Painting with music
On November 16, the Opéra National de Paris, debuted a production of Paul Hindemith’s opera “Mathis le peintre” (Mathis der Maler), at the Opéra Bastille. This spectacular and complex production, directed by Olivier Py, will enter into the company’s repertoire, and deservedly. For the opera, which is seldom presented, is beautifully written and provides insight into the dilemma of the artist within the political and materialistic world of contemporary culture. The production pays homage to the essential questions of creative genius that the opera poses.
The Mathis at the center of the opera’s action is the painter Mathis Grünewald, the creator of the Issenheim Altarpiece, an extraordinary work, massive in size and haunting in vision. A Northern Renaissance artist working at the same time as Albrecht Durer, Grünewald painted in a manner notable for its dramatic fantasy and its unrelenting detail: the supernatural, good and evil, is picked out in vibrant color and movement, and there is no question that the crucified Christ is suffering, his body covered with small cuts, his fingers tensely curled.
When closed the altarpiece shows the crucifixion, flanked by portraits of Sts. Sebastian and Anthony. This central painting opens into tableaus of the Annunciation, a concert of angels, a scene from the childhood of Christ and the Resurrection. And these in turn open to a final portrait of St. Anthony flanked by Jerome and Augustine, with a stunningly bizarre vision of St. Anthony plagued by demons on the altarpiece’s right-hand panel.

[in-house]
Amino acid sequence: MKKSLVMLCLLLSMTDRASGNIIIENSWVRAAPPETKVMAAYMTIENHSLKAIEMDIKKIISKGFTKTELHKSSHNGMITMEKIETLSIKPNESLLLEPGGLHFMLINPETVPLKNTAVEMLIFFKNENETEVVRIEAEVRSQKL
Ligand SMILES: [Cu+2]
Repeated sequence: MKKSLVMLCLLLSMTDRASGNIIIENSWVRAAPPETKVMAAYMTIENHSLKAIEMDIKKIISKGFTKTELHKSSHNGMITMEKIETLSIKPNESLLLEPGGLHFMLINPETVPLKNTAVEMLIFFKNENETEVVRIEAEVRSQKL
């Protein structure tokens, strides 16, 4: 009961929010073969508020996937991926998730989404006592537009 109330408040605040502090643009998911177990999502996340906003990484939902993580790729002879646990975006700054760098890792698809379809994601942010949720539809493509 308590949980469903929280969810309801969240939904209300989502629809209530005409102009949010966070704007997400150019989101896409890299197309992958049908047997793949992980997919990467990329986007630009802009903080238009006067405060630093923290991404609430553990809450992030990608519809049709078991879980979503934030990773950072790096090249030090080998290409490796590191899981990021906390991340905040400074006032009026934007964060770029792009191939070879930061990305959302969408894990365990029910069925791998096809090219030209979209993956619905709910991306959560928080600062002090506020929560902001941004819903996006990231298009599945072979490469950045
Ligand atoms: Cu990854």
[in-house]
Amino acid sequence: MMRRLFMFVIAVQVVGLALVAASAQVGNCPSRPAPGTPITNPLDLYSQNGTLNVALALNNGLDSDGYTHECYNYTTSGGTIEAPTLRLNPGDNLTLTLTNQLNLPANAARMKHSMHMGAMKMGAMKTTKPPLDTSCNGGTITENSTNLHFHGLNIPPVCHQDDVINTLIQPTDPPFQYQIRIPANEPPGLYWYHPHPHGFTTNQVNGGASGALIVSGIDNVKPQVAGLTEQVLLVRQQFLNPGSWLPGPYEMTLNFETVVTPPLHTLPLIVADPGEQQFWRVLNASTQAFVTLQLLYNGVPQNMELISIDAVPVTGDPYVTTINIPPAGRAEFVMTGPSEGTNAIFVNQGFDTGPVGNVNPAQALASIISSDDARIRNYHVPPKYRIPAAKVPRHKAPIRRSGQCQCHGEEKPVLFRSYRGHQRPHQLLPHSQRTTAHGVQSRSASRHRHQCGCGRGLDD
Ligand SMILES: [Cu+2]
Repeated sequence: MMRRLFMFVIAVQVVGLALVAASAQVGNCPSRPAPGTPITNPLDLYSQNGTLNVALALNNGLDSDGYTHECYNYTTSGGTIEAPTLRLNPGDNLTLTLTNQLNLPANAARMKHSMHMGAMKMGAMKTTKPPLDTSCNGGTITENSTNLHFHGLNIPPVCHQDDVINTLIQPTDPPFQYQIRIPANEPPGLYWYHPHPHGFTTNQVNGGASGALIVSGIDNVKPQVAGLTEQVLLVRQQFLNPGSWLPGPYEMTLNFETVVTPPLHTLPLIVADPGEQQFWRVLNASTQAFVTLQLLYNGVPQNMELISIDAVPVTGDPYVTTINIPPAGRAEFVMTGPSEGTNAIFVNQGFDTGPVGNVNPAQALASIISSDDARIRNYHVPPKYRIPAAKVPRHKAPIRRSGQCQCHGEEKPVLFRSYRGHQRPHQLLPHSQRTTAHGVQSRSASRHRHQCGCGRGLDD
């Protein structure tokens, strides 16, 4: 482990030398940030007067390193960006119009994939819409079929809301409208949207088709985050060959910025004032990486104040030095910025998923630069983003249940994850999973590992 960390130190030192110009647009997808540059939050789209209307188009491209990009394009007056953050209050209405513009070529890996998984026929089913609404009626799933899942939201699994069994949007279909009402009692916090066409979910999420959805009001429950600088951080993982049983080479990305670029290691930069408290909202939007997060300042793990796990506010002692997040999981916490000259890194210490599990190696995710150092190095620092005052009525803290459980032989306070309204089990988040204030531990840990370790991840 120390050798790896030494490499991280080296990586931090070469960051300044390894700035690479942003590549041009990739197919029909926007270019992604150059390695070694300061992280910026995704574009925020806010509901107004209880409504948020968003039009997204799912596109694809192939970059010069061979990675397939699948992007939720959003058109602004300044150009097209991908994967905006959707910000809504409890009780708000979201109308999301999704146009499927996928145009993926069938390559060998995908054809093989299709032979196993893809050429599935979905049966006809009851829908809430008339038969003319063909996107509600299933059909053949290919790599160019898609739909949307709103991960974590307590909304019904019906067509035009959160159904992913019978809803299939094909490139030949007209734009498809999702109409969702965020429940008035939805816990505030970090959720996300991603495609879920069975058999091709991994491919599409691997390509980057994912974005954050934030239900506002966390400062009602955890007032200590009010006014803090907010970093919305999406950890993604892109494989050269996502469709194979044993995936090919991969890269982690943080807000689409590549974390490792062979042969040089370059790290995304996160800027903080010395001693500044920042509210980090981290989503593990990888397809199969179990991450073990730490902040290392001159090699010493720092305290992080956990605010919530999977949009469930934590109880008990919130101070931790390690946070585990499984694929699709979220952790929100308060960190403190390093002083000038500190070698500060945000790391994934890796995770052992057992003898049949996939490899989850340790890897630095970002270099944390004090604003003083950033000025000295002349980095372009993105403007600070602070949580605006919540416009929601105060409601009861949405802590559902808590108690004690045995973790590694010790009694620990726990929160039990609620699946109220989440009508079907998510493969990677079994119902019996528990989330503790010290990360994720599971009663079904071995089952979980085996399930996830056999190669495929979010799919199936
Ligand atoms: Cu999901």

Although the opera presents a more traditional heroic story, Hindemith’s music is often inspired by a particul
ar tableau from the altarpiece. The overture, for example, is a recreation of the central crucifixion. Three descriptive musical interludes were reworked into the symphonic version of “Mathis der Maler.”
The production uses tableaux vivants of these three panels as a background to the more conventionally heroic story of Mathis’ struggle with the political factions of the Peasants’ War. Forming a kind of proscenium behind the front of the stage is the outline of the Issenheim Altarpiece. Within that frame, mute actors move, pl
acing themselves in scenes echoing the crucifixion, or the angels’ concert, or, more exotically, the temptation of St. Anthony with writhing half-naked temptresses and animal-headed demons. Elaborate gold balconies sparkling with small lights take their place on the stage, moving up from below the stage and suggesting the several levels of illuminated architecture that comprise the altarpiece. The angels are decked with bright red wings. A figure in gold armor stands silently on the glittering balcony.
This allegorical approach to the music’s descriptive character is also embedded in the director’s interpretation of the opera. Hindemith’s libretto sets the opera during the early decades of the 16th century, in the middle of the Peasants’ War, a struggle fused by Luther’s Protestant Reformation but fueled by economic struggles between classes. The opera opens with the leader of the peasants’ revolt asking Mathis for refuge, which he gives, placing himself in a dangerous and vulnerable position with both the nobility and the cardinal for whom he works. Later, Mathis will save the Countess Helfenstein from the peasant army that invades Königshofen castle and kills the Count. His allegiance is to the individual and to his own sense of compassion, rather than political causes.